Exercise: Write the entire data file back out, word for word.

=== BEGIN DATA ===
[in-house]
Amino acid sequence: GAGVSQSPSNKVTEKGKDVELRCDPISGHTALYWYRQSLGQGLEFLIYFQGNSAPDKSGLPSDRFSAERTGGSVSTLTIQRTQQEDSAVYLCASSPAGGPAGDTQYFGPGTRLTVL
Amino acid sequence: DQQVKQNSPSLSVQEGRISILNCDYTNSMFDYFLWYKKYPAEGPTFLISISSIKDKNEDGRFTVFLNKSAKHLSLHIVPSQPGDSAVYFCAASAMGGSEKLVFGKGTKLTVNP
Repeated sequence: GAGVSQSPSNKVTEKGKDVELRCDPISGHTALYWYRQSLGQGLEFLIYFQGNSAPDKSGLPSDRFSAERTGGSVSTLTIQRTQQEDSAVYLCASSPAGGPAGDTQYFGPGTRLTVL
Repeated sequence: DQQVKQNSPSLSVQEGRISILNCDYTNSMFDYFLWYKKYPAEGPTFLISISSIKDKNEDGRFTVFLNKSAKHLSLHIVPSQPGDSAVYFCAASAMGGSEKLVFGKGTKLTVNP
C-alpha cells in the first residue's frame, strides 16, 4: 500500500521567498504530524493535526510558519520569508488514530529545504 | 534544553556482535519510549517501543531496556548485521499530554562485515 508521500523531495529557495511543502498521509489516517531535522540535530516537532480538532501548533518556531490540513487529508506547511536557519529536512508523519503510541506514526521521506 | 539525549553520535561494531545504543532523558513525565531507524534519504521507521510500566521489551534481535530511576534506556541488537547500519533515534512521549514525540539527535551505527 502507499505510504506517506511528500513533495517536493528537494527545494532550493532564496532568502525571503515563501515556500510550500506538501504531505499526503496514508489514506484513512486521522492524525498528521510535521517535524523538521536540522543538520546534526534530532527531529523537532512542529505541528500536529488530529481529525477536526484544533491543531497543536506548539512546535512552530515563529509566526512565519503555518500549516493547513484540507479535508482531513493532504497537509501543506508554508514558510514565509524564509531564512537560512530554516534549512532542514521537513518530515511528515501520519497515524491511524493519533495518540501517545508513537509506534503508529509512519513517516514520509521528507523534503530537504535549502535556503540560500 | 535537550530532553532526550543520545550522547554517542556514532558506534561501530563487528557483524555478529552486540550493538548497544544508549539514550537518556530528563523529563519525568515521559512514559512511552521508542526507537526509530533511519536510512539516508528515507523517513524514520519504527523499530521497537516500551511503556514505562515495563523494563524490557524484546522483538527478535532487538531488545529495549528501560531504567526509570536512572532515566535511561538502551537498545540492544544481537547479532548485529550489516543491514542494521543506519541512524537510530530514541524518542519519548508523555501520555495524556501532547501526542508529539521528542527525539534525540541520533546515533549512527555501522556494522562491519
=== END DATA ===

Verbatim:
[in-house]
Amino acid sequence: GAGVSQSPSNKVTEKGKDVELRCDPISGHTALYWYRQSLGQGLEFLIYFQGNSAPDKSGLPSDRFSAERTGGSVSTLTIQRTQQEDSAVYLCASSPAGGPAGDTQYFGPGTRLTVL
Amino acid sequence: DQQVKQNSPSLSVQEGRISILNCDYTNSMFDYFLWYKKYPAEGPTFLISISSIKDKNEDGRFTVFLNKSAKHLSLHIVPSQPGDSAVYFCAASAMGGSEKLVFGKGTKLTVNP
Repeated sequence: GAGVSQSPSNKVTEKGKDVELRCDPISGHTALYWYRQSLGQGLEFLIYFQGNSAPDKSGLPSDRFSAERTGGSVSTLTIQRTQQEDSAVYLCASSPAGGPAGDTQYFGPGTRLTVL
Repeated sequence: DQQVKQNSPSLSVQEGRISILNCDYTNSMFDYFLWYKKYPAEGPTFLISISSIKDKNEDGRFTVFLNKSAKHLSLHIVPSQPGDSAVYFCAASAMGGSEKLVFGKGTKLTVNP
C-alpha cells in the first residue's frame, strides 16, 4: 500500500521567498504530524493535526510558519520569508488514530529545504 | 534544553556482535519510549517501543531496556548485521499530554562485515 508521500523531495529557495511543502498521509489516517531535522540535530516537532480538532501548533518556531490540513487529508506547511536557519529536512508523519503510541506514526521521506 | 539525549553520535561494531545504543532523558513525565531507524534519504521507521510500566521489551534481535530511576534506556541488537547500519533515534512521549514525540539527535551505527 502507499505510504506517506511528500513533495517536493528537494527545494532550493532564496532568502525571503515563501515556500510550500506538501504531505499526503496514508489514506484513512486521522492524525498528521510535521517535524523538521536540522543538520546534526534530532527531529523537532512542529505541528500536529488530529481529525477536526484544533491543531497543536506548539512546535512552530515563529509566526512565519503555518500549516493547513484540507479535508482531513493532504497537509501543506508554508514558510514565509524564509531564512537560512530554516534549512532542514521537513518530515511528515501520519497515524491511524493519533495518540501517545508513537509506534503508529509512519513517516514520509521528507523534503530537504535549502535556503540560500 | 535537550530532553532526550543520545550522547554517542556514532558506534561501530563487528557483524555478529552486540550493538548497544544508549539514550537518556530528563523529563519525568515521559512514559512511552521508542526507537526509530533511519536510512539516508528515507523517513524514520519504527523499530521497537516500551511503556514505562515495563523494563524490557524484546522483538527478535532487538531488545529495549528501560531504567526509570536512572532515566535511561538502551537498545540492544544481537547479532548485529550489516543491514542494521543506519541512524537510530530514541524518542519519548508523555501520555495524556501532547501526542508529539521528542527525539534525540541520533546515533549512527555501522556494522562491519